In The News

Automation and Singletons in Infrastructure Setups

A review of the post mortem on Launchnodes slashing incident. And how to run static analysis of IaC, container and infrastructure to identify slashing risks in infrastructure setups for Web3 validators.

Albert Heinle
Written by
Albert Heinle

The landscape of IT is undergoing a significant shift from manual setup and installation processes towards container orchestration, accompanied by programmed resource provisioning. The infrastructure details being stored in code repositories enhances change management and facilitates testing.

However, as Mick Jagger aptly put it, "Old habits die hard." Despite the availability of numerous open-source container orchestration tools, there is a tendency not to fully leverage their functionality, especially in high-stakes environments where availability and reliability are paramount. This can prove to be a costly mistake.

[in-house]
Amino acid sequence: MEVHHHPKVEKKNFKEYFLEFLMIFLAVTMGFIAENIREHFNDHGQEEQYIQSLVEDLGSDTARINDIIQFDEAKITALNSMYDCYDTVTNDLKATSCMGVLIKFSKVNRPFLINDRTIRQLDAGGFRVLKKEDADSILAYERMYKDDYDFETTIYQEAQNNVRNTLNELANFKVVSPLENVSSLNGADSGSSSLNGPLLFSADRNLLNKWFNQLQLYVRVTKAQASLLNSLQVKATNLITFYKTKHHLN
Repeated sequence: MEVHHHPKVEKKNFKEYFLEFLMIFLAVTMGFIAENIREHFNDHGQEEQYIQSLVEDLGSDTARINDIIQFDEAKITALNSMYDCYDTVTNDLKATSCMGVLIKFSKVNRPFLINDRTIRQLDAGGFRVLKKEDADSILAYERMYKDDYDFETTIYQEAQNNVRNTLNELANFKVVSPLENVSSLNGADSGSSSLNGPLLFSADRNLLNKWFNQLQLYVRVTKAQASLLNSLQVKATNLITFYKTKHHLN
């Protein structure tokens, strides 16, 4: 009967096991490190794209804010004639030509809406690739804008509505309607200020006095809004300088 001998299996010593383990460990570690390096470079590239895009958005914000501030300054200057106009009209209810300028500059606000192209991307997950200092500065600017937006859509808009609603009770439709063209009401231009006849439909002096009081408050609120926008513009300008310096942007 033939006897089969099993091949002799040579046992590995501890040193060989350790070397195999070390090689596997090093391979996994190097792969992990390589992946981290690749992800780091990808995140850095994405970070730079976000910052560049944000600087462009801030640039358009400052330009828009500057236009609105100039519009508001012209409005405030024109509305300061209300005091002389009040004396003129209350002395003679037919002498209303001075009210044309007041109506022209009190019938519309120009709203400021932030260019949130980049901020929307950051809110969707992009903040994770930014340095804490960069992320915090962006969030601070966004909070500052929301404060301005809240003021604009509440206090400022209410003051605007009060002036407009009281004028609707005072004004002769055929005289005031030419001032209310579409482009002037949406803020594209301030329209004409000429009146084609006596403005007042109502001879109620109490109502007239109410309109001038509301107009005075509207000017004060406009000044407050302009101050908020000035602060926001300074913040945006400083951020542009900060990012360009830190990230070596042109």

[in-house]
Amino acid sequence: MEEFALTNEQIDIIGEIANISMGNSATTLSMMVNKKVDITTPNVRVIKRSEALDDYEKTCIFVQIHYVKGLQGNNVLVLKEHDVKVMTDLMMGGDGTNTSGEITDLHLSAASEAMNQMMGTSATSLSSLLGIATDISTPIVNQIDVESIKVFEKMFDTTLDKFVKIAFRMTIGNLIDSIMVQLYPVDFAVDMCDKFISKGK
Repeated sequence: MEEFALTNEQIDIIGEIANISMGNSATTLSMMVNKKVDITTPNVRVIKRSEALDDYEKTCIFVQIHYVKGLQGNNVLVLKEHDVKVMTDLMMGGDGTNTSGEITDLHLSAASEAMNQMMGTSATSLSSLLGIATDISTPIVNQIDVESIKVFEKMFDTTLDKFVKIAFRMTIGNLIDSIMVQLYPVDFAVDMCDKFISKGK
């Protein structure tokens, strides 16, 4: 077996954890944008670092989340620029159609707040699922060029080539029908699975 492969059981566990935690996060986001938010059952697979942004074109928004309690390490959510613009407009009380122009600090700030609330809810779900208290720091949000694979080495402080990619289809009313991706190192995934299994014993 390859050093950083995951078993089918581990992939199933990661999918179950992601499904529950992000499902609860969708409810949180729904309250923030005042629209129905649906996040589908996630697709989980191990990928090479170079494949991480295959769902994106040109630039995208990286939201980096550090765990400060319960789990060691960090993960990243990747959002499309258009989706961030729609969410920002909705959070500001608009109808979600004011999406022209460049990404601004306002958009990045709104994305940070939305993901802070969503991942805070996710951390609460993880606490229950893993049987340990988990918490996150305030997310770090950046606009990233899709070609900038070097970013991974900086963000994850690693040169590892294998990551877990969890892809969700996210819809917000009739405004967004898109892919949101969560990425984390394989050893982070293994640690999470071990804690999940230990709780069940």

In the aftermath of a recent incident involving the Launchnodes Node operator, we'll delve into some critical slashing concepts highlighted by the event.

Reading Between The Lines

“The root cause of the slashing boiled down to executing non-optimal fallback procedures during datacenter connectivity issues. In an attempt to restore validator connectivity, multiple validator client instances (an initial instance and a manually activated fallback instance) were pointed to a single Web3signer instance without slashing protection enabled at the Web3signer level and without blocking the initial instance from the signer (e.g. via firewall rules); this caused double votes to occur for the loaded validators, which led to attester slashings of 20 validators.”
Lido on Ethereum Launchnodes Slashing Incident